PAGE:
Sudden Death of a Young Man by Acute Hemorrhagic Leukoencephalitis
Raheem Peerani, Meredith Berggren, Jayantha C. Herath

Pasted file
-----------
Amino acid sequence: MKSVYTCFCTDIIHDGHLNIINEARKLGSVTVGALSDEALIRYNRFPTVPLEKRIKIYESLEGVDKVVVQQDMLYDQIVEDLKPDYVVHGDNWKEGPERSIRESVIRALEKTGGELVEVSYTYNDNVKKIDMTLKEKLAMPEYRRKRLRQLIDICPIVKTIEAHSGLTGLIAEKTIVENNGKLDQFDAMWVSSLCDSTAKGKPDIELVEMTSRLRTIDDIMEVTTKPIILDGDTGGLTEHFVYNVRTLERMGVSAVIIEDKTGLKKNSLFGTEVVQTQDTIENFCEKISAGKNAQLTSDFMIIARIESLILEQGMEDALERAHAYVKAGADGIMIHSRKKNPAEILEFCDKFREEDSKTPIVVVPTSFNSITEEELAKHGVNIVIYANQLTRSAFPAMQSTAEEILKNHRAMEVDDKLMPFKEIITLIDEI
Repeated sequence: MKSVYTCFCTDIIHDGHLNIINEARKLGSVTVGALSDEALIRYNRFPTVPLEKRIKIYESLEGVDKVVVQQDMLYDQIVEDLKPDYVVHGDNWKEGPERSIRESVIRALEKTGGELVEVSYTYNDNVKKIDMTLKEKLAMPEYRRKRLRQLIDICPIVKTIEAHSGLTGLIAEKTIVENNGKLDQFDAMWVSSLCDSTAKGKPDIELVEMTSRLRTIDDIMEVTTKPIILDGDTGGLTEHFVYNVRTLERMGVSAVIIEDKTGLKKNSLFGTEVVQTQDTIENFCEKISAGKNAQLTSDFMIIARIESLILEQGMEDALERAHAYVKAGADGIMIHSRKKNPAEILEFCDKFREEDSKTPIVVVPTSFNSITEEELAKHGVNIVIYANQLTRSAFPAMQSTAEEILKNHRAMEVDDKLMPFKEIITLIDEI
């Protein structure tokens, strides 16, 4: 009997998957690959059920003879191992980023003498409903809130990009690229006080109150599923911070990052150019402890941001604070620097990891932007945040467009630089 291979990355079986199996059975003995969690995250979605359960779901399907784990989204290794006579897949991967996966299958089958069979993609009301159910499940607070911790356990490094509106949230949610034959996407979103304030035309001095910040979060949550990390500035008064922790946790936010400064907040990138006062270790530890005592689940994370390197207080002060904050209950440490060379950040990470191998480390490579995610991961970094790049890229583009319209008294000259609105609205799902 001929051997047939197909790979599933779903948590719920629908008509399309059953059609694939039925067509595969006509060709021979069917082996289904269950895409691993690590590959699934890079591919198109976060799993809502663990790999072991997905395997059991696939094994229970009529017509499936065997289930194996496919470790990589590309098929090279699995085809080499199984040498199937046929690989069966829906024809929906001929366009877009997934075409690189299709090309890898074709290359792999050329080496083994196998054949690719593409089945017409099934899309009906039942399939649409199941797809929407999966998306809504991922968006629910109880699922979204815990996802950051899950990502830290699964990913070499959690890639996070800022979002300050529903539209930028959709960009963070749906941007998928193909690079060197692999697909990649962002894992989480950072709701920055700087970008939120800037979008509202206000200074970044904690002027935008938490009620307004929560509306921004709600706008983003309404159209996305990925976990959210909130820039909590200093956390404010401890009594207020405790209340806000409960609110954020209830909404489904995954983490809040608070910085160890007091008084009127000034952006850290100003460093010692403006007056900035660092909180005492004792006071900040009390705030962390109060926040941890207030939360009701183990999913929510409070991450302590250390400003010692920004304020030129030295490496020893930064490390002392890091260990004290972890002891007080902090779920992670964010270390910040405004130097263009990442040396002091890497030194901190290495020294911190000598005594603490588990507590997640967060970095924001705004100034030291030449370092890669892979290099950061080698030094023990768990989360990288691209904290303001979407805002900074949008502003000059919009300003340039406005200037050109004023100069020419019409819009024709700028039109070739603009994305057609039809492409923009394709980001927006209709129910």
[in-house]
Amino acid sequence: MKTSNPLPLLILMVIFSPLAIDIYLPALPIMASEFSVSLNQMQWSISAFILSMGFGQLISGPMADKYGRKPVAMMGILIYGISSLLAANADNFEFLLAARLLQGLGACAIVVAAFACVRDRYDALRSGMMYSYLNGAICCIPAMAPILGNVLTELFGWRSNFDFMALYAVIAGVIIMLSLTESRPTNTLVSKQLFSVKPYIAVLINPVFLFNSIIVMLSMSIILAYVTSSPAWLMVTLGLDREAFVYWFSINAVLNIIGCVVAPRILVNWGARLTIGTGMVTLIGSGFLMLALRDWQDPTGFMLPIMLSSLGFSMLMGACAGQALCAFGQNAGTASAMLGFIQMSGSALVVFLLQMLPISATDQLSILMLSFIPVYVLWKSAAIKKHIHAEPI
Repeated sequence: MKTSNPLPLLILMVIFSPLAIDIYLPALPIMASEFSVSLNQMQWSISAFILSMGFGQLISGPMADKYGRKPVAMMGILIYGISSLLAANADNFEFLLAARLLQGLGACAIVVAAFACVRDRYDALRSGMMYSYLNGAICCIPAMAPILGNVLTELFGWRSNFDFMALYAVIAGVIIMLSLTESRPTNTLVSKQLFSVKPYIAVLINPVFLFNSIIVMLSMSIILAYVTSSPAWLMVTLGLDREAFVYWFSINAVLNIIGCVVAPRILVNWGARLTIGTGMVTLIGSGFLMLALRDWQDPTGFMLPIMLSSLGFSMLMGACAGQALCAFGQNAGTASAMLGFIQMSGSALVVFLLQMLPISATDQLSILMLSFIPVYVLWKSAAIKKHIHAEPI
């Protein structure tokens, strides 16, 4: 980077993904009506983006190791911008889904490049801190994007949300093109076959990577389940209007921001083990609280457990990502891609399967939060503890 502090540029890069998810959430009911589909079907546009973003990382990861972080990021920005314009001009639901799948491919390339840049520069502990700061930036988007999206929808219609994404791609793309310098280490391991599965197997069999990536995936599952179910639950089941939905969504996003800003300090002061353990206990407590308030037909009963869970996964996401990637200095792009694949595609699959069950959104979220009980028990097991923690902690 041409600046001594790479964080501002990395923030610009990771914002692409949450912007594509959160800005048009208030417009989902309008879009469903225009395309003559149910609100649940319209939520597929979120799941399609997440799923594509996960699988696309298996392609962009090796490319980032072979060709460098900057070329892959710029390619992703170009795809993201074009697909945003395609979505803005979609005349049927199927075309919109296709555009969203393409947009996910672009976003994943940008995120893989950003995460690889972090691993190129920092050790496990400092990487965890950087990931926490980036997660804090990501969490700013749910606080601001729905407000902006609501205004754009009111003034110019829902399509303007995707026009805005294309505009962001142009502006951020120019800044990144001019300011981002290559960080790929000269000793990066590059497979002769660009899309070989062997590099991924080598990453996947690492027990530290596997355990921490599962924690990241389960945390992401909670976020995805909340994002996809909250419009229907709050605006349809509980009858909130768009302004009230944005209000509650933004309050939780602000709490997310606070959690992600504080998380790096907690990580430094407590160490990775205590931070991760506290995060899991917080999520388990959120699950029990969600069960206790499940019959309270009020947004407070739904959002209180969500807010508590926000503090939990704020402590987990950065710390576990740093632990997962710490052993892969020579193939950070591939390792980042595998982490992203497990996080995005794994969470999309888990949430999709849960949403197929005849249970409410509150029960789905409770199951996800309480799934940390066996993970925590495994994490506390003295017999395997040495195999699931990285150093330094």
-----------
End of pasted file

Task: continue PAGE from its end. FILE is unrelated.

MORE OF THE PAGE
ABSTRACT: We report a case of acute hemorrhagic leukoencephalitis in an adult man with a prodrome of “feeling unwell” two days prior to this death. At autopsy, external examination revealed minor external injuries including contusions on the scalp and left thigh and abrasions on the forehead and right eyebrow. Gross examination of the brain after coronal sectioning revealed multiple petechial hemorrhages in the white matter in the cerebral hemispheres, corpus callosum, basal ganglia, brainstem, and cerebellum. Microscopic examination of these lesions revealed demyelination, hemorrhage, and necrosis with fibrin exudation in a perivenular distribution with radial extension into the white matter. The remainder of the autopsy was unremarkable. This case highlights the death of a young man by a rare fatal complication of a natural disease only identified by a singular set of gross and microscopic findings at autopsy in circumstances that would otherwise suggest a nonnatural death. The case demonstrates the importance of a thorough autopsy in settings where the clinical history, scene, and circumstances may be misleading or absent.